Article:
As an owner of a corporate LLC, you have the freedom to set your salary, but it has to be considered "reasonable compensation" according to the IRS. That means it should be similar to what someone would be paid for doing similar work in a similar business.

Apart from your salary, you can also choose to pay yourself distributions or dividends. These are portions of the business's profits that are paid out to you. Unlike with a regular salary, you don't have to withhold payroll taxes from distributions or dividends. However, they still count as taxable income.

How do owner’s draws work?

When it's payday for you as the owner of a single-member LLC or as a multi-member with check-writing privileges, it's all about being organized. You'll want to issue yourself a check or set up a direct deposit, and it's crucial to keep good records of these payments.

Paying yourself in cash isn't a good idea because it can lead to mistakes and raises red flags with the IRS. Instead, you can issue payment by writing a physical check, transferring money electronically through your bank, or using payroll software. At this stage, you don't have to worry about withholding taxes but remember, you'll still need to pay taxes on this income later on.

My Virtual CFO- ATL recommends enrolling in EFTPS to pay Quarterly estimated taxes

As the owner of a single-member LLC, your business doesn't file its tax return. Instead, you report the profits and losses of the LLC on Schedule C of your tax return, just like you would with a sole proprietorship. This means you'll owe income tax on the full amount of the LLC's profits, regardless of whether you've taken all of that money out for yourself. Additionally, you'll need to pay self-employment tax for Social Security and Medicare on those profits.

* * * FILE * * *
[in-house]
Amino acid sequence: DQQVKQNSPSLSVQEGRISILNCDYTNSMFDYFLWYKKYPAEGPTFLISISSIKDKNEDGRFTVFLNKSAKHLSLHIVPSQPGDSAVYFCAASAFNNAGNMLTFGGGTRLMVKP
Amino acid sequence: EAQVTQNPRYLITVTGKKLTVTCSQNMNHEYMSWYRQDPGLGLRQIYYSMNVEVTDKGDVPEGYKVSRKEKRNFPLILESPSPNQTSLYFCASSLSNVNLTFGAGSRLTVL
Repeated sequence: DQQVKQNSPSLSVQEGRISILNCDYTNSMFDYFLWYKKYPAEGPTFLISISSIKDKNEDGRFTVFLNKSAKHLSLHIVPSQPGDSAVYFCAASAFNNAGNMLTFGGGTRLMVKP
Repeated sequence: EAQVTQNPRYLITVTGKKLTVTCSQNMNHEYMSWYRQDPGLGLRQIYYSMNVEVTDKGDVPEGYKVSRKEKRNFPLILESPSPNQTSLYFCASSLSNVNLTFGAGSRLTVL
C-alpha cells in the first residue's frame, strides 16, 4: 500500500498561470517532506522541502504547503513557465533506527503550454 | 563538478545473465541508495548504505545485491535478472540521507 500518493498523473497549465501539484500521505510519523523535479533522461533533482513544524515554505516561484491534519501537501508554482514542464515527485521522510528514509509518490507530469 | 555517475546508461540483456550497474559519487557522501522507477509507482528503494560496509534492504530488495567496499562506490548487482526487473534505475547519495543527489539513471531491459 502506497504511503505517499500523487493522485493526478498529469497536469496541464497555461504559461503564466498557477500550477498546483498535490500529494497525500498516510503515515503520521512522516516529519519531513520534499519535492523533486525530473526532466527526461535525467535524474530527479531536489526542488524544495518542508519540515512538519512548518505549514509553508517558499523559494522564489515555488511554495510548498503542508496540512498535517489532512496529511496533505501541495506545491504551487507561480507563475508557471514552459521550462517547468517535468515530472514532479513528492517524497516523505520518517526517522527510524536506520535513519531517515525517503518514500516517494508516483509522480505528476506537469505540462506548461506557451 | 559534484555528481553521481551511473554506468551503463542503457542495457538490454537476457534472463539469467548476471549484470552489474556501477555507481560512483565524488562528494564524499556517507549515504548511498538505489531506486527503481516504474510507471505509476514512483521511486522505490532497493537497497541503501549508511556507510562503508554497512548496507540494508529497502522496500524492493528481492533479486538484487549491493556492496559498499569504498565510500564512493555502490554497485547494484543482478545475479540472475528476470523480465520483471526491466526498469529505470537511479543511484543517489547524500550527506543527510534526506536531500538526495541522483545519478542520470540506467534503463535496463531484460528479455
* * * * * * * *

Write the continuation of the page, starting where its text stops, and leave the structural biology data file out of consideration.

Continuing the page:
For a multi-member LLC treated as a partnership, the business itself doesn't file a separate tax return. Instead, each member reports their share of the LLC's profits and losses on their tax returns. Regardless of whether they've taken all of that money out for themselves, each member owes income tax on 100% of their profit share. Plus, they're also responsible for paying self-employment tax for Social Security and Medicare.

On top of that, multi-member LLCs are required to file IRS Form 1065, which is an informational return that shows the LLC's income, deductions, and credits. Each member then receives a Schedule K-1, which details their share of the LLC's income, losses, deductions, and credits. Members use this information to complete their tax returns.

How are corporate LLCs taxed?

When an LLC chooses to be taxed as a C corporation, it becomes a separate tax-paying entity. This means the business itself must file a corporate tax return and pay taxes on its profits. Additionally, if the owners receive dividends from the corporation, they may be taxed again on that income on their tax returns.

On the other hand, LLCs that elect to be taxed as S corporations don't pay taxes at the corporate level. Instead, the income "passes through" the corporation to the individual owners, who report it on their tax returns. This avoids double taxation because the income is only taxed once, at the individual level.